Le Cirque presents 'City Walk'
About a year before street performers Guy Laliberte and Gilles Ste-Croix founded Cirque du Soleil in Baie-Saint-Paul, Quebec, dancer and choreographer Lorenzo SantaBarbara was learning theories of total theater — the concept of relying on physical features to tell a story — at Nikolais Dance Theatre in New York City.
"The process of mixing the athleticism of dance and the artistry of working with lighting, sound and movement is what does it for me," says SantaBarbara, director of Le Cirque Centre in Ashland. "I was introduced to Cirque du Soleil when I met The Gemini Twins (identical twins who perform and teach trapeze with many circus and theater companies) at the Aerial Dance Festival in Boulder, Colorado.
"I've always had a passion to create," he says. "I went to Las Vegas and saw my first Cirque du Soleil show, 'O,' performed in 1.6 million gallons of water. I was in the third row, getting splashed and watching aerial dancers dart from the ceiling into the water. It was an amazing, extraordinary ballet, and I've been hooked since."
SantaBarbara came to Ashland in 2003 and opened Le Cirque Centre, a circus academy with a heavy focus on concepts of dance. The center teaches adult and youth circus arts, and its dance troupes include The Empyrean Aerialists, Levity and Book Levity.
The center's annual performance extravaganza, this year titled "City Walk," will be presented at the Craterian Theater, 23 S. Central Ave., Medford. Written and directed by SantaBarbara, the show promises an action-packed event full of engaging characters, visual storytelling, acting and floor dancing, along with aerial dance high above the stage.
Performances are at 2 and 7:30 p.m. Saturday, Feb. 14, at the theater. Tickets cost $35 for reserved seating, $24 for general seating, and $14 for ages 18 and younger. Tickets can be purchased at the Craterian box office, 16 S. Bartlett St., online at craterian.org or by calling 541-779-3000.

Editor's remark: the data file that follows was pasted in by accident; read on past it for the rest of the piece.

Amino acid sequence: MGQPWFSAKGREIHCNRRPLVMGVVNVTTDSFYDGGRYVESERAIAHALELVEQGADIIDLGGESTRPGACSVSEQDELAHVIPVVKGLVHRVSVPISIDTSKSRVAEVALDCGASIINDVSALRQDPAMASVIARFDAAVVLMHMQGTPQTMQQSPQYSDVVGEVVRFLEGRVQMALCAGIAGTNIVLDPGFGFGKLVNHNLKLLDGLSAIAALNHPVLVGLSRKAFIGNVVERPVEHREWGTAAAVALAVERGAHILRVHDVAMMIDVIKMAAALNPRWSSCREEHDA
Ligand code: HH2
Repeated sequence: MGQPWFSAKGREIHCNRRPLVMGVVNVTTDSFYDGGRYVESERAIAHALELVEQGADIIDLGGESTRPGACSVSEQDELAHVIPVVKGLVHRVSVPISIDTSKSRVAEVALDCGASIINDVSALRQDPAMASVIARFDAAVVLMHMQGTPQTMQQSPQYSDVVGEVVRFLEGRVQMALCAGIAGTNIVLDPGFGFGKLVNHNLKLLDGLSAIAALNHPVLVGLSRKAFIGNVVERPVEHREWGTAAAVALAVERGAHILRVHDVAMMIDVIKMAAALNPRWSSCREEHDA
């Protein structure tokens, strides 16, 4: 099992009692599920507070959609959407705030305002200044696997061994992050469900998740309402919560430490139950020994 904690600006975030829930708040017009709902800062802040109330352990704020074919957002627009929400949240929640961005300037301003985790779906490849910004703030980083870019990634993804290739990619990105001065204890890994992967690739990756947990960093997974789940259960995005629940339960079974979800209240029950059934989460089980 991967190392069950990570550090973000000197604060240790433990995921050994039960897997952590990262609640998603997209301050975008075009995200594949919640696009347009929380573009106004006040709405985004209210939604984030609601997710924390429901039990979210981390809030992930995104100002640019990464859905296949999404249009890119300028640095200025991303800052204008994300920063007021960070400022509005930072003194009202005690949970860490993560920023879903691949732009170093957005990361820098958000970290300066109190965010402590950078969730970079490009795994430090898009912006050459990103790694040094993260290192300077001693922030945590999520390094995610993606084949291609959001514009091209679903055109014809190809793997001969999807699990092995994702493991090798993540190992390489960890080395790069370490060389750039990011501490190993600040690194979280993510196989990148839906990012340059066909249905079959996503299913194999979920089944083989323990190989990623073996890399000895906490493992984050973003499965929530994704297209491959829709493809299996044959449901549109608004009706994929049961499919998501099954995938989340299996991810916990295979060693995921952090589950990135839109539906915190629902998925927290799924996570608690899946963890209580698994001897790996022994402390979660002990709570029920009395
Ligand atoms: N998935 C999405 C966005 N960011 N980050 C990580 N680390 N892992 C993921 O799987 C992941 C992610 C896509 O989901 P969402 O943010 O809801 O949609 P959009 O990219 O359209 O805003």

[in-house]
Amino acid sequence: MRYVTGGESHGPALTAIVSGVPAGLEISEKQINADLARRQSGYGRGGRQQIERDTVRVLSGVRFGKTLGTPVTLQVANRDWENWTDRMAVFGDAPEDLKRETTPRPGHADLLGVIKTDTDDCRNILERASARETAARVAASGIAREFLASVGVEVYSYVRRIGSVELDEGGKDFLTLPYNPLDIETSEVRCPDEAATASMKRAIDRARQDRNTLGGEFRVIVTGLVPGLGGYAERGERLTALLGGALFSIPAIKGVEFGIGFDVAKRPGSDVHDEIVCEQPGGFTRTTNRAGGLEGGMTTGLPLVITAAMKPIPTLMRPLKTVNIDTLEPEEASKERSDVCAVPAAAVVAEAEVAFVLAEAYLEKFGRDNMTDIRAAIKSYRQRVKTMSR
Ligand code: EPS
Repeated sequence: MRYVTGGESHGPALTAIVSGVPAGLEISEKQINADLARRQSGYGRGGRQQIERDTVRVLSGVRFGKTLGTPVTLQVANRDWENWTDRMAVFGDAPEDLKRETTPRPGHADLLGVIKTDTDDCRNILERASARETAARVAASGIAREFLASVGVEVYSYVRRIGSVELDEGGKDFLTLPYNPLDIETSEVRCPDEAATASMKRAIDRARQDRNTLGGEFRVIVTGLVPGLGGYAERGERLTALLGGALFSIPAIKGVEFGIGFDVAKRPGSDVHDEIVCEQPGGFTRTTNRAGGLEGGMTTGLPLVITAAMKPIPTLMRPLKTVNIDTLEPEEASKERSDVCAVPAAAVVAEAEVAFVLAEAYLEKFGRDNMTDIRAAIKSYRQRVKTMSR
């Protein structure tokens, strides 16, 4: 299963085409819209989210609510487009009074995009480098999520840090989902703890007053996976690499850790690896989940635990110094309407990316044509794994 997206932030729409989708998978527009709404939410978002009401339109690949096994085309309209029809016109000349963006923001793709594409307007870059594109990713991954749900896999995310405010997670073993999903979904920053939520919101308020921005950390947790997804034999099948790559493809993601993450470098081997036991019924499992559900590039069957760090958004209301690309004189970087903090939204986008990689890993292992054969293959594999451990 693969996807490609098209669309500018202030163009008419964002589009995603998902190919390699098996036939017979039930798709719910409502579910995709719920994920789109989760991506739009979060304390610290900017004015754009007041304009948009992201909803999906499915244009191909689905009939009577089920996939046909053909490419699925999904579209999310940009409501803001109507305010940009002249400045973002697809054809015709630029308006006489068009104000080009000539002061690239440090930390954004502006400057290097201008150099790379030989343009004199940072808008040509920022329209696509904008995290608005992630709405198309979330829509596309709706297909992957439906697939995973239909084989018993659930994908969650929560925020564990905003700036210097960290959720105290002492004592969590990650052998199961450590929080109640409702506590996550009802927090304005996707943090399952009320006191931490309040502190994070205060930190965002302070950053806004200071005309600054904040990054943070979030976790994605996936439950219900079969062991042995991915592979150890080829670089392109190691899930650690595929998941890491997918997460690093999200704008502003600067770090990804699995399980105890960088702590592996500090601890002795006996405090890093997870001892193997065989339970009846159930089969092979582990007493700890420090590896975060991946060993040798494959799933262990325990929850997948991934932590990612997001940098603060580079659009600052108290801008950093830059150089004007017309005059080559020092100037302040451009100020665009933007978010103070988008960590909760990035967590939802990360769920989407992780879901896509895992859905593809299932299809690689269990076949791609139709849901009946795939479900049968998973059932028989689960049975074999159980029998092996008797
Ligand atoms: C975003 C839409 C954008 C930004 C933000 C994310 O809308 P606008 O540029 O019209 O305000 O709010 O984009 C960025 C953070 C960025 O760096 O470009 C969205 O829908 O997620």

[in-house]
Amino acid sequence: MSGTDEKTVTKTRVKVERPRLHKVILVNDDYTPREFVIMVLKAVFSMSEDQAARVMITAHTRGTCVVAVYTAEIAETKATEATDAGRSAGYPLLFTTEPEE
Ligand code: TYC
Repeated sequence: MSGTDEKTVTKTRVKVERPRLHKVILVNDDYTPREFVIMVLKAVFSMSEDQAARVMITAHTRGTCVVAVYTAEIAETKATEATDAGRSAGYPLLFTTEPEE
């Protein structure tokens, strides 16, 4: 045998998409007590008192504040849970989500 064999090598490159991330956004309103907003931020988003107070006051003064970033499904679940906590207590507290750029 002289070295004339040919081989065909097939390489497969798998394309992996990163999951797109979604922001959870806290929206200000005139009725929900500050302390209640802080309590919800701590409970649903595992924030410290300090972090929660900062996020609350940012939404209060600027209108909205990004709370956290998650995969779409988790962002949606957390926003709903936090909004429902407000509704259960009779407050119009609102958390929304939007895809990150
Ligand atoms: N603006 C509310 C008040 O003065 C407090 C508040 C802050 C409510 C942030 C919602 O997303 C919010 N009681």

SantaBarbara adapted his original production from a story by fiction writer Juliana Crespo.
"I rewrote it to fit what I do at Le Cirque," he says. "I actually changed the entire story, but Crespo somehow inspired me to do it."
SantaBarbara possesses a fantastic imagination. The basic premise of his story — what happens to the characters as a result of the actions — is less important than the spectacle of theater he has created here, though there are undercurrents of an adverse circumstance, antagonists and a protagonist.
"In order for it to be entertainment, there has to be layers of excitement and activity on top of the message," SantaBarbara says. "The show is more about acrobats doing flips in the air or aerial dancers flying than it is about social disorders. We have a 30-foot mural of a cityscape with dancers performing aerial arts from the scaffold. The show articulates athleticism and theatricality. There are moments that will make you cry, laugh and have fun watching it."
The cast features Le Cirque's Empyrean Aerialists, SantaBarbara's most sophisticated company, he says. Smart and focused, they share a passion for performance.
The aerial dancers and acrobats of the troupe are high-school age and must audition to be part of the company.
There is Tereza Stott, who plays Fanaceo, the beggar and Manhattan fashion mogul; Sonora Mindling and Hannah Ring who play models Sona and Gisella; Hannah Hackett, Emma Culhane, Angela Henty, Allie Poole, Simran Chavellier and Zea Mindling, who play activists speaking out against Fanaceo's trade; and Isabeau Kennedy who plays Estara, "the Cupid, the lover, that catalyst that brings the two sides together," SantaBarbara says.
SantaBarbara has created this production from top to bottom, with no costume designer or set designer. He also compiled all of the music and multimedia for the show.
"I love to create," he says.